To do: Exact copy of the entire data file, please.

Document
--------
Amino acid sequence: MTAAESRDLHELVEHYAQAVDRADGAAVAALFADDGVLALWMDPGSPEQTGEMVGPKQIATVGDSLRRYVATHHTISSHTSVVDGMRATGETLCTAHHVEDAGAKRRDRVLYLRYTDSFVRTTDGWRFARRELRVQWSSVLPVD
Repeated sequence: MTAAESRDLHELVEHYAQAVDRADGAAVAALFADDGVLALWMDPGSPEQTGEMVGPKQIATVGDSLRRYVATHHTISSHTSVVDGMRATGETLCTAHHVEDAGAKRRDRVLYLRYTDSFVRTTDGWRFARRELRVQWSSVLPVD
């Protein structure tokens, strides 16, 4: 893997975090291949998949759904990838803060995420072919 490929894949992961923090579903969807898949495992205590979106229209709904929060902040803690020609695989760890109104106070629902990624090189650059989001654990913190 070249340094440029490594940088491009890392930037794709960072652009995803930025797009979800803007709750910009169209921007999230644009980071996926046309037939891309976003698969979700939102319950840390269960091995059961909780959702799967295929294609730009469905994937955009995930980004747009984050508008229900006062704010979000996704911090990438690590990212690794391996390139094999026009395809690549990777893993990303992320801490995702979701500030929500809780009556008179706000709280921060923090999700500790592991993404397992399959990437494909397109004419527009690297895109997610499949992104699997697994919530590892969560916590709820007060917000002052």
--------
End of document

Amino acid sequence: MTAAESRDLHELVEHYAQAVDRADGAAVAALFADDGVLALWMDPGSPEQTGEMVGPKQIATVGDSLRRYVATHHTISSHTSVVDGMRATGETLCTAHHVEDAGAKRRDRVLYLRYTDSFVRTTDGWRFARRELRVQWSSVLPVD
Repeated sequence: MTAAESRDLHELVEHYAQAVDRADGAAVAALFADDGVLALWMDPGSPEQTGEMVGPKQIATVGDSLRRYVATHHTISSHTSVVDGMRATGETLCTAHHVEDAGAKRRDRVLYLRYTDSFVRTTDGWRFARRELRVQWSSVLPVD
């Protein structure tokens, strides 16, 4: 893997975090291949998949759904990838803060995420072919 490929894949992961923090579903969807898949495992205590979106229209709904929060902040803690020609695989760890109104106070629902990624090189650059989001654990913190 070249340094440029490594940088491009890392930037794709960072652009995803930025797009979800803007709750910009169209921007999230644009980071996926046309037939891309976003698969979700939102319950840390269960091995059961909780959702799967295929294609730009469905994937955009995930980004747009984050508008229900006062704010979000996704911090990438690590990212690794391996390139094999026009395809690549990777893993990303992320801490995702979701500030929500809780009556008179706000709280921060923090999700500790592991993404397992399959990437494909397109004419527009690297895109997610499949992104699997697994919530590892969560916590709820007060917000002052």